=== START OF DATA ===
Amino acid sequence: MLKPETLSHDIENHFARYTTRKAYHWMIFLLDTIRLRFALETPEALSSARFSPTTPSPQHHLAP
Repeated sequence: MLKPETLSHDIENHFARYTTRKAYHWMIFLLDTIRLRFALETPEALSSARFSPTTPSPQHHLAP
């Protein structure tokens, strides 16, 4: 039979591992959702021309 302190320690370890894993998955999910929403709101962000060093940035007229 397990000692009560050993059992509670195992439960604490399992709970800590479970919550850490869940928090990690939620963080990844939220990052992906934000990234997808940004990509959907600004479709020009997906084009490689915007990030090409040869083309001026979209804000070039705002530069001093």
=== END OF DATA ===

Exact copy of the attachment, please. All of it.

Amino acid sequence: MLKPETLSHDIENHFARYTTRKAYHWMIFLLDTIRLRFALETPEALSSARFSPTTPSPQHHLAP
Repeated sequence: MLKPETLSHDIENHFARYTTRKAYHWMIFLLDTIRLRFALETPEALSSARFSPTTPSPQHHLAP
């Protein structure tokens, strides 16, 4: 039979591992959702021309 302190320690370890894993998955999910929403709101962000060093940035007229 397990000692009560050993059992509670195992439960604490399992709970800590479970919550850490869940928090990690939620963080990844939220990052992906934000990234997808940004990509959907600004479709020009997906084009490689915007990030090409040869083309001026979209804000070039705002530069001093």